package P { }
module M { }
class C { }
role R { }
grammar G { }

You can declare a unit package without explicit curly braces. This must be at the start of the file (preceded only by comments or use statements), and the rest of the file will be taken as being the body of the package.

unit module M;
# ... stuff goes here instead of in {}'s 

Multi-dispatch declaration

See also Multi-dispatch.

Subroutines can be declared with multiple signatures.

multi sub foo() { say "Hello!" }
multi sub foo($name{ say "Hello $name!" }

Inside of a class, you can also declare multi-dispatch methods.

multi method greet { }
multi method greet(Str $name{ }

Subroutine calls

Subroutines are created with the keyword sub followed by an optional name, an optional signature and a code block. Subroutines are lexically scoped, so if a name is specified at the declaration time, the same name can be used in the lexical scope to invoke the subroutine. A subroutine is an instance of type Sub and can be assigned to any container.

foo;   # Invoke the function foo with no arguments 
foo(); # Invoke the function foo with no arguments 
&f();  # Invoke &f, which contains a function 
&f.(); # Same as above, needed to make the following work 
my @functions = ({say 1}{say 2}{say 3});
@functions>>.(); # hyper method call operator 

When declared within a class, a subroutine is named "method": methods are subroutines invoked against an object (i.e., a class instance). Within a method the special variable self contains the object instance (see Methods).

# Method invocation. Object (instance) is $person, method is set-name-age 
$person.set-name-age('jane'98);   # Most common way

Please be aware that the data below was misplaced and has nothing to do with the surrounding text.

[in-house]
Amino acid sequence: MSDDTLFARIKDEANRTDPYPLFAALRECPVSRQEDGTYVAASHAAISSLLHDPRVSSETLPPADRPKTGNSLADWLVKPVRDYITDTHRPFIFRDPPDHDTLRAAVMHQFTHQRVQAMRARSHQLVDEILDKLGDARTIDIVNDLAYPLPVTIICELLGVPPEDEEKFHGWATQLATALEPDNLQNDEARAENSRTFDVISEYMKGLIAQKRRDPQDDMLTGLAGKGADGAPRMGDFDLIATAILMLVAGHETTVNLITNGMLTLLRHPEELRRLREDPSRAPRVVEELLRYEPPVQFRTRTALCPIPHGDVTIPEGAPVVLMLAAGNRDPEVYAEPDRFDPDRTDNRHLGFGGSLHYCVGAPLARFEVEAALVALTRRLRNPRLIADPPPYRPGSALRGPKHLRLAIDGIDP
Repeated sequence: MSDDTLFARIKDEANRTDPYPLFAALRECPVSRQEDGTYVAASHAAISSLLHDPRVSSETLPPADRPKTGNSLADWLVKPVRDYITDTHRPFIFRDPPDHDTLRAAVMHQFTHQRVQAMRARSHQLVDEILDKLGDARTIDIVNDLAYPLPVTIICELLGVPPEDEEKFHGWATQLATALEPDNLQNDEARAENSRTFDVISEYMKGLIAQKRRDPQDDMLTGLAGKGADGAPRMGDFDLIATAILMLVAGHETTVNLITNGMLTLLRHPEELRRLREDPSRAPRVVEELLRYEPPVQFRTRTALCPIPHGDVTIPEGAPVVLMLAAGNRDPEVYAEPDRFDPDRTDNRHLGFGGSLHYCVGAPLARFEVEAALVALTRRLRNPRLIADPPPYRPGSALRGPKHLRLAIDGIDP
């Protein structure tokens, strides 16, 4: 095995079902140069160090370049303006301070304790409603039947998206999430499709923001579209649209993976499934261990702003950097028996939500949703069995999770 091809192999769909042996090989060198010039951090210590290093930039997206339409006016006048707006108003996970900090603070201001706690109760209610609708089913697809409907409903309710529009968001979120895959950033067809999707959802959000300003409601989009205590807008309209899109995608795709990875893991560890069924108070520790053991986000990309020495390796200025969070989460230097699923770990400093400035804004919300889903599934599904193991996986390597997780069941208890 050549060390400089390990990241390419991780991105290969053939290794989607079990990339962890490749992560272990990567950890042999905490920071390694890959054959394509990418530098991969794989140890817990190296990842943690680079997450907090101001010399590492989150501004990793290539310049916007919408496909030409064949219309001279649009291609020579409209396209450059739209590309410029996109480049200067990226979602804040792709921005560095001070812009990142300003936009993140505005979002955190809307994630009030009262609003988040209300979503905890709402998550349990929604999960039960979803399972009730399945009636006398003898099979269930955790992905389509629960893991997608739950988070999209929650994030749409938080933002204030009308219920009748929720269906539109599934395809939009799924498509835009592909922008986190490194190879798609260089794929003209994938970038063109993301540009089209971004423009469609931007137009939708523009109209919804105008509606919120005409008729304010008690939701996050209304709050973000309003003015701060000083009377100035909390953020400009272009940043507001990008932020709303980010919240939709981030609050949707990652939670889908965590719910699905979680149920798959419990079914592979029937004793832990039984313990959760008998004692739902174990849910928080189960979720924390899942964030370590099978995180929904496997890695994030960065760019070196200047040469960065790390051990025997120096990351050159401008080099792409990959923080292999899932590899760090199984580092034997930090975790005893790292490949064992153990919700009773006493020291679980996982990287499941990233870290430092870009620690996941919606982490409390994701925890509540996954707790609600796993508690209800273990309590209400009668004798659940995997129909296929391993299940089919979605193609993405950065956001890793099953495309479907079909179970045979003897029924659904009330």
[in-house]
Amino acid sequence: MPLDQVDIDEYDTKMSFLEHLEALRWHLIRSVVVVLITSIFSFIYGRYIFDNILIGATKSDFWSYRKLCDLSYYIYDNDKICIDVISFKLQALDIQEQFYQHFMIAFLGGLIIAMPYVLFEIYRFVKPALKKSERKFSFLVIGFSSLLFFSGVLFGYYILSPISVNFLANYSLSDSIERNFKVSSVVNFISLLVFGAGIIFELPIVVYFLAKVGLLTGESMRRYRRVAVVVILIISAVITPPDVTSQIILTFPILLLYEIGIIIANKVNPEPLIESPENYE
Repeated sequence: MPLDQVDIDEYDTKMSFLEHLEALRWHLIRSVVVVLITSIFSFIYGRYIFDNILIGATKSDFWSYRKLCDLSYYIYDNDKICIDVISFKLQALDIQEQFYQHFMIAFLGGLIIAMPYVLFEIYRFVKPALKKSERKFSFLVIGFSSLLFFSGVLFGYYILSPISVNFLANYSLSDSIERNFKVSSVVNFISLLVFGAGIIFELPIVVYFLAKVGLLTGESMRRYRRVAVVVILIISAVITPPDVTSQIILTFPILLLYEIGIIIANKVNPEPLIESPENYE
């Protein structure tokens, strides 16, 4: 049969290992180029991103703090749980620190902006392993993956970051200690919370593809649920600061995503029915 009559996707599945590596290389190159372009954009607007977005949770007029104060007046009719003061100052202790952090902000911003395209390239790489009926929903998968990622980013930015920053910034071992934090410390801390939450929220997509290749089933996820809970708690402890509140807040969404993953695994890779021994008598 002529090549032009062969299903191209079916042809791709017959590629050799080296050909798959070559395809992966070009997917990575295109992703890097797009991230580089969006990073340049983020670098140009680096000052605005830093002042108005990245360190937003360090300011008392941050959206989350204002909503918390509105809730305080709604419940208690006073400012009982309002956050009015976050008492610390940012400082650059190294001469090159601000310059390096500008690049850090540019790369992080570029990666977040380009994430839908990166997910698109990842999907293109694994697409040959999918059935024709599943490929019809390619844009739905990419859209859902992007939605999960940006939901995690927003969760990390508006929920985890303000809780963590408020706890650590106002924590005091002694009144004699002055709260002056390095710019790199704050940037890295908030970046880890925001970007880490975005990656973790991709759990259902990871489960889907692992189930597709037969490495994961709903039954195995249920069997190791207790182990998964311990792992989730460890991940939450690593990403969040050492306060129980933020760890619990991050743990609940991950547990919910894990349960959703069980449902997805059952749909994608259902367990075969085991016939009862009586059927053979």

$person.set-name-age: 'jane'98;   # Precedence drop 
set-name-age($person: 'jane'98);  # Invocant marker 
set-name-age $person: 'jane'98;   # Indirect invocation 

For more information see functions.

Precedence drop

In the case of method invocation (i.e., when invoking a subroutine against a class instance) it is possible to apply the precedence drop, identified by a colon : just after the method name and before the argument list. The argument list takes precedence over the method call, that on the other hand "drops" its precedence. In order to better understand consider the following simple example (extra spaces have been added just to align method calls):

my $band = 'Foo Fighters';
say $band.substr03 ) .substr01 ); # F 
say $band.substr: 03   .substr01 ); # Foo 

In the second method call the rightmost substr is applied to "3" and not to the result of the leftmost substr, which on the other hand yields precedence to the rightmost one.


See Operators for lots of details.

Operators are functions with a more symbol heavy and composable syntax. Like other functions, operators can be multi-dispatch to allow for context-specific usage.

There are five types (arrangements) for operators, each taking either one or two arguments.

++$x           # prefix, operator comes before single input 
5 + 3          # infix, operator is between two inputs 
$x++           # postfix, operator is after single input 
<the blue sky> # circumfix, operator surrounds single input 
%foo<bar>      # postcircumfix, operator comes after first input and surrounds second 


Operators can be composed. A common example of this is combining an infix (binary) operator with assignment. You can combine assignment with any binary operator.

$x += 5     # Adds 5 to $x, same as $x = $x + 5 
$x min= 3   # Sets $x to the smaller of $x and 3, same as $x = $x min 3 
$x .= child # Equivalent to $x = $x.child 

Wrap an infix operator in [ ] to create a new reduction operator that works on a single list of inputs, resulting in a single value.

say [+] <1 2 3 4 5>;    # OUTPUT: «15␤» 
(((1 + 2+ 3+ 4+ 5 # equivalent expanded version 

Wrap an infix operator in « » (or the ASCII equivalent ) to create a new hyper operator that works pairwise on two lists.

say <1 2 3> «+» <4 5 6> # OUTPUT: «(5 7 9)␤» 

The direction of the arrows indicates what to do when the lists are not the same size.

@a «+« @b # Result is the size of @b, elements from @a will be re-used 
@a »+» @b # Result is the size of @a, elements from @b will be re-used 
@a «+» @b # Result is the size of the biggest input, the smaller one is re-used 
@a »+« @b # Exception if @a and @b are different sizes 

You can also wrap a unary operator with a hyper operator.

say -« <1 2 3> # OUTPUT: «(-1 -2 -3)␤»